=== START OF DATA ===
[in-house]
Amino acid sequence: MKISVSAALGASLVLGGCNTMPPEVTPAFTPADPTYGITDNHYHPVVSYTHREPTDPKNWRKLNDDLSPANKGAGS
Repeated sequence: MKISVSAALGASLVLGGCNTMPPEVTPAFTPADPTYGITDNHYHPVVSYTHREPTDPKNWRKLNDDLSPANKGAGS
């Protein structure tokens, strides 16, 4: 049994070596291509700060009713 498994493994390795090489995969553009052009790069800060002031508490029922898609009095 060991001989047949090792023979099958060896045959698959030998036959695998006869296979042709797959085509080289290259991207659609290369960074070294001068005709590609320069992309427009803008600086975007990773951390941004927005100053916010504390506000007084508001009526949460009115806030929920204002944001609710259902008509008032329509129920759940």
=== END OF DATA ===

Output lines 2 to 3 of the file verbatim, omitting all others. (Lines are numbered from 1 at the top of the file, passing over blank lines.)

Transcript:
Amino acid sequence: MKISVSAALGASLVLGGCNTMPPEVTPAFTPADPTYGITDNHYHPVVSYTHREPTDPKNWRKLNDDLSPANKGAGS
Repeated sequence: MKISVSAALGASLVLGGCNTMPPEVTPAFTPADPTYGITDNHYHPVVSYTHREPTDPKNWRKLNDDLSPANKGAGS